"TOT ('good') Toilet Campaign - Invest in building a toilet, protect family dignity, be proud of being good men and capable women"
In December 2016, PSI Vietnam conducted a behavioral study among 1,200 rural households in Tien Giang and Dong Thap provinces to assess PSI’s sanitation social marketing program progress and to inform future improvements in coverage and sanitation as well as hygiene behaviors.
The results presented not too many surprises. One‐third of households surveyed still used unhygienic latrines and 18% still practiced open defecation outside of their homes. Perceived advantages of unhygienic latrines, social acceptance of unhygienic sanitation practices and financial barriers are factors contributing to open defecation and ‘hanging’ or ‘fish pond’ unhygienic sanitation practices among rural households in the Mekong Delta region of Vietnam.
Water, sanitation and hygiene (WASH)‐related diseases continue to limit improvements in health and socioeconomic development, particularly among underserved rural communities. Poor sanitation, unsafe drinking water and poor hygiene practices are leading causes of acute respiratory infection (ARI) and diarrheal diseases, which account for nearly one‐third of deaths among children under five years old in Vietnam. Diarrheal disease alone is the third highest cause of death in children under five years old in Vietnam.
The findings of this study indicate that market‐based approaches and social marketing campaigns can contribute to improved sanitation. Increasing coverage within the Mekong Delta region and beyond is critical to efforts to help the Ministry of Health achieve national targets related to improving sanitation. This study highlights the potential to improve sanitation affordability by i) communicating actual cost of sanitation including lower‐cost superstructure options; ii) targeting subsidies to the neediest families; iii) improving access to flexible payment terms offered by sanitation retailers or masons serving families investing in latrine‐only construction projects.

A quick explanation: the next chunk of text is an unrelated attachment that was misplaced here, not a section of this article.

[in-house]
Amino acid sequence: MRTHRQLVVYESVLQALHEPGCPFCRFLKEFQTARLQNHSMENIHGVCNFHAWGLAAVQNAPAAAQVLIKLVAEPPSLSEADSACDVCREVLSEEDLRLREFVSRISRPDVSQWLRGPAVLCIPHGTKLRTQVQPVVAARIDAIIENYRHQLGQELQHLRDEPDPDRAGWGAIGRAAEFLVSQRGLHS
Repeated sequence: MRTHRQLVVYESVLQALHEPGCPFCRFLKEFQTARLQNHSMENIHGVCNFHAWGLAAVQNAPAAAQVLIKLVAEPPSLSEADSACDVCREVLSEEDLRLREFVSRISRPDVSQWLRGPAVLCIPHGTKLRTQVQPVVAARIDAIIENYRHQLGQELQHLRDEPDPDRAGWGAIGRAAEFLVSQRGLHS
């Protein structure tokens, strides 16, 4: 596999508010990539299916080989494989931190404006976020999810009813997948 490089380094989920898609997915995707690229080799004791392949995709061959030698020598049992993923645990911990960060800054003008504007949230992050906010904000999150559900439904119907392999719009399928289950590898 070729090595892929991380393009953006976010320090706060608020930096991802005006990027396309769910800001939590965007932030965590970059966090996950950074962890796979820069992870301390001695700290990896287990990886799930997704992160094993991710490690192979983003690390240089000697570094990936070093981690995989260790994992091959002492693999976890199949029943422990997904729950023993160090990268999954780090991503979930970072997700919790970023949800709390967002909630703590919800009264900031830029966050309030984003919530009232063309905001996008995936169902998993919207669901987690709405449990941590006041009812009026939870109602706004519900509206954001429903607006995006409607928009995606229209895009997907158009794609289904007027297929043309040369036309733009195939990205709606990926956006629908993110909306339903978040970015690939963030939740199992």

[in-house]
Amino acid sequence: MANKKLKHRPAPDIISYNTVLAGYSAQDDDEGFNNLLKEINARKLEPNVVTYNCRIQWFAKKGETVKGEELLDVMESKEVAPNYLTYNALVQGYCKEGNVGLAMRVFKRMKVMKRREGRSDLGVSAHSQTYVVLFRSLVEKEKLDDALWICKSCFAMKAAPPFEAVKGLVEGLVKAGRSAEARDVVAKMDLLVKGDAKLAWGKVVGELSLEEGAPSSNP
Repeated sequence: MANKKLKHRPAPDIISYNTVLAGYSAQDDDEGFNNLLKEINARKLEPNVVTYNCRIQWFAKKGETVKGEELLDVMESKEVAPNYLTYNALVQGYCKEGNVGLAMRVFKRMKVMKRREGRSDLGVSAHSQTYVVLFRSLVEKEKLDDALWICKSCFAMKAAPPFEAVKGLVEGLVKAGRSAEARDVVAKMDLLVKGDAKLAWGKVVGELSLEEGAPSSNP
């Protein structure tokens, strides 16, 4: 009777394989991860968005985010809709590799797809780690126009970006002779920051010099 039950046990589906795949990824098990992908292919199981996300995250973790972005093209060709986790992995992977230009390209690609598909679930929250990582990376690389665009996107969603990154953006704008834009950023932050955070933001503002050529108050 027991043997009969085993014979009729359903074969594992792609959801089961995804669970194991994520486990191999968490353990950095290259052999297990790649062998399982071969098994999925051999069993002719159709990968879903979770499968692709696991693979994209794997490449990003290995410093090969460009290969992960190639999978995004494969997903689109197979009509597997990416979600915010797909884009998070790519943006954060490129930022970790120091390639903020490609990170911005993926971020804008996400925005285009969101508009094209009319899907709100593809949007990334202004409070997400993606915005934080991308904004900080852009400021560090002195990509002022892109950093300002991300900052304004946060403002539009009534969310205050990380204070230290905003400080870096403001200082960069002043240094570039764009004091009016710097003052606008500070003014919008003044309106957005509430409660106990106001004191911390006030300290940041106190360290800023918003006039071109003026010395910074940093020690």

Optimal communication method to raise awareness of people about sanitation in rural areas
The campaign has achieved certain success, with 23% reported exposure to either TOT or ROTO communication through any channel approximately 10 months after PSI social marketing campaigns were launched in the same province. Exposure to PSI communications varied by district, with half of all respondents in Tan Phu Dong district reporting exposure compared to only 14% in Cho Gao.
From here, the research also reflects the best communication methods to help raise awareness about sanitation issues. Advice from masons/building materials advisors is the most effective form of communication with a 100% percentage of people reached, followed by local radio, word of mouth, one-column billboard. The least effective include posters and posters at the commune health stations. The radio broadcast that CREATIO produced for the campaign has helped with the exposure to the key message. Increased exposure to evidence‐based sanitation messaging is likely to yield greater sanitation behaviour change. Households exposed to TOT sanitation or ROTO tank messages are 2.8 times more likely to have built a hygienic latrine in the last year, compared to those not exposed. Increased exposure to this campaign or similar programmes, based on proven quantitative data and tailored messages will hence increase public awareness of the benefits of proper sanitation and washing hands with soap, and at the same time urge rural families to invest more in constructing hygienic latrines, with support from related stakeholders.